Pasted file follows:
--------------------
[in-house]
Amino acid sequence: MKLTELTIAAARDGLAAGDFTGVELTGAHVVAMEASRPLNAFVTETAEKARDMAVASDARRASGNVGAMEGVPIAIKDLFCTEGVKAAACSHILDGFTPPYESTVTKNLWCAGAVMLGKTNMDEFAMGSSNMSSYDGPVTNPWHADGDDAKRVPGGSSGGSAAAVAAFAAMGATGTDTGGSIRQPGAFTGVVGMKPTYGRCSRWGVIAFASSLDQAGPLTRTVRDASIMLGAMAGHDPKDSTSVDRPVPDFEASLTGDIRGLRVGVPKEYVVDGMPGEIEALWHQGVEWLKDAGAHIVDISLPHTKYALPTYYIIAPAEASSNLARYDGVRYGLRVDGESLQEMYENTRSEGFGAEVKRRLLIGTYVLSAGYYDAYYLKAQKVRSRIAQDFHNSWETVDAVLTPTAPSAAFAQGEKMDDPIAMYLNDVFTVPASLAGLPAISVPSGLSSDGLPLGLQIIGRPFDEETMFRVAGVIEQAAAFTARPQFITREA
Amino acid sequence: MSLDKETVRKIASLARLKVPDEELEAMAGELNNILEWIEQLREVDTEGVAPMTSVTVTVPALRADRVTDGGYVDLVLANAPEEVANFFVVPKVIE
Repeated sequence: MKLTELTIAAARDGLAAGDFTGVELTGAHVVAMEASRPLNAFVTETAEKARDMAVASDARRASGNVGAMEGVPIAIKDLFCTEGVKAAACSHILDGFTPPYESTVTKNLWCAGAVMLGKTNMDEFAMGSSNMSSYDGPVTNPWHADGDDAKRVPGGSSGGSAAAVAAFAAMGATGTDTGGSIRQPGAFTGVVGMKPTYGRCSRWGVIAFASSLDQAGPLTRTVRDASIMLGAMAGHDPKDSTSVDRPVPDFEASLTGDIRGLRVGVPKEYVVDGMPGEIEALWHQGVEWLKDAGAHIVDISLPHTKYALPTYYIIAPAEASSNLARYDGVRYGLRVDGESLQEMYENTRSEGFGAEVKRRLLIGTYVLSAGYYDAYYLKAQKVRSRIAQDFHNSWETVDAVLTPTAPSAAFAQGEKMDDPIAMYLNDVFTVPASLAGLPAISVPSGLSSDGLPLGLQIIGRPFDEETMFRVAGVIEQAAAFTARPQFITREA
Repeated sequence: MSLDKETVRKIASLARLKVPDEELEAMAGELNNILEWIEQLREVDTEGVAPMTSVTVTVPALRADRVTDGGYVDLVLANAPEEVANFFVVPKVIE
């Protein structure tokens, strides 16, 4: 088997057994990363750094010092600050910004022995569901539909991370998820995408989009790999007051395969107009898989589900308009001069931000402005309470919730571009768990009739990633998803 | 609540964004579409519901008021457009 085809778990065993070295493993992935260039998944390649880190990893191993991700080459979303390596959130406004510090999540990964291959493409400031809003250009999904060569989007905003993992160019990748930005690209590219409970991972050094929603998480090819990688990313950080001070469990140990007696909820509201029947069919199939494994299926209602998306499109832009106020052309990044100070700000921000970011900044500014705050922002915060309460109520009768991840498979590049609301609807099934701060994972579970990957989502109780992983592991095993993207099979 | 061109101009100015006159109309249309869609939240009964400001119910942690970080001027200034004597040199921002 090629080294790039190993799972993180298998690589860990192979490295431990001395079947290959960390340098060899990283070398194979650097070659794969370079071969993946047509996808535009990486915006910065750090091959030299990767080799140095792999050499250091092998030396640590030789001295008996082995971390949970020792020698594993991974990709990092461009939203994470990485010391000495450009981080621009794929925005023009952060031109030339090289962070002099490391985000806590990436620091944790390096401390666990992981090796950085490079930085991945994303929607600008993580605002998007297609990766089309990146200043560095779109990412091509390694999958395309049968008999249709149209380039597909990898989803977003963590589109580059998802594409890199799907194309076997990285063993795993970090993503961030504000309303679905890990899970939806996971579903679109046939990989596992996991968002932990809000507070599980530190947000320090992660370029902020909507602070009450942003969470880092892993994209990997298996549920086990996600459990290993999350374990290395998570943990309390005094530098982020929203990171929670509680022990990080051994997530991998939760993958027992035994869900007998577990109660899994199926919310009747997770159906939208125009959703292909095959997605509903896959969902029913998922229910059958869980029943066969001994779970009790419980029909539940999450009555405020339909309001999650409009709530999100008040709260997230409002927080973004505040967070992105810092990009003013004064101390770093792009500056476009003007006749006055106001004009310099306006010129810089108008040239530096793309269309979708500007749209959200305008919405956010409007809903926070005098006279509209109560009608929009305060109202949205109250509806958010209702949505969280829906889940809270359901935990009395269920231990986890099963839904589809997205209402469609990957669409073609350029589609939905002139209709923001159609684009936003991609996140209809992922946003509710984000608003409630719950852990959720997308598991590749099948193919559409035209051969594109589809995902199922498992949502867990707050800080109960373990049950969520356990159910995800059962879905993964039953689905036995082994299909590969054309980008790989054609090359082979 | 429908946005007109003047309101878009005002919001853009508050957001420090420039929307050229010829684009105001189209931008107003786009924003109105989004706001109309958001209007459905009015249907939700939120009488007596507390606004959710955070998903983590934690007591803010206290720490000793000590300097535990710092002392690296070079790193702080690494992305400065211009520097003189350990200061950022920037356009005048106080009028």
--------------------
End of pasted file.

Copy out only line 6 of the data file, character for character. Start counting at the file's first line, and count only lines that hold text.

């Protein structure tokens, strides 16, 4: 088997057994990363750094010092600050910004022995569901539909991370998820995408989009790999007051395969107009898989589900308009001069931000402005309470919730571009768990009739990633998803 | 609540964004579409519901008021457009 085809778990065993070295493993992935260039998944390649880190990893191993991700080459979303390596959130406004510090999540990964291959493409400031809003250009999904060569989007905003993992160019990748930005690209590219409970991972050094929603998480090819990688990313950080001070469990140990007696909820509201029947069919199939494994299926209602998306499109832009106020052309990044100070700000921000970011900044500014705050922002915060309460109520009768991840498979590049609301609807099934701060994972579970990957989502109780992983592991095993993207099979 | 061109101009100015006159109309249309869609939240009964400001119910942690970080001027200034004597040199921002 090629080294790039190993799972993180298998690589860990192979490295431990001395079947290959960390340098060899990283070398194979650097070659794969370079071969993946047509996808535009990486915006910065750090091959030299990767080799140095792999050499250091092998030396640590030789001295008996082995971390949970020792020698594993991974990709990092461009939203994470990485010391000495450009981080621009794929925005023009952060031109030339090289962070002099490391985000806590990436620091944790390096401390666990992981090796950085490079930085991945994303929607600008993580605002998007297609990766089309990146200043560095779109990412091509390694999958395309049968008999249709149209380039597909990898989803977003963590589109580059998802594409890199799907194309076997990285063993795993970090993503961030504000309303679905890990899970939806996971579903679109046939990989596992996991968002932990809000507070599980530190947000320090992660370029902020909507602070009450942003969470880092892993994209990997298996549920086990996600459990290993999350374990290395998570943990309390005094530098982020929203990171929670509680022990990080051994997530991998939760993958027992035994869900007998577990109660899994199926919310009747997770159906939208125009959703292909095959997605509903896959969902029913998922229910059958869980029943066969001994779970009790419980029909539940999450009555405020339909309001999650409009709530999100008040709260997230409002927080973004505040967070992105810092990009003013004064101390770093792009500056476009003007006749006055106001004009310099306006010129810089108008040239530096793309269309979708500007749209959200305008919405956010409007809903926070005098006279509209109560009608929009305060109202949205109250509806958010209702949505969280829906889940809270359901935990009395269920231990986890099963839904589809997205209402469609990957669409073609350029589609939905002139209709923001159609684009936003991609996140209809992922946003509710984000608003409630719950852990959720997308598991590749099948193919559409035209051969594109589809995902199922498992949502867990707050800080109960373990049950969520356990159910995800059962879905993964039953689905036995082994299909590969054309980008790989054609090359082979 | 429908946005007109003047309101878009005002919001853009508050957001420090420039929307050229010829684009105001189209931008107003786009924003109105989004706001109309958001209007459905009015249907939700939120009488007596507390606004959710955070998903983590934690007591803010206290720490000793000590300097535990710092002392690296070079790193702080690494992305400065211009520097003189350990200061950022920037356009005048106080009028």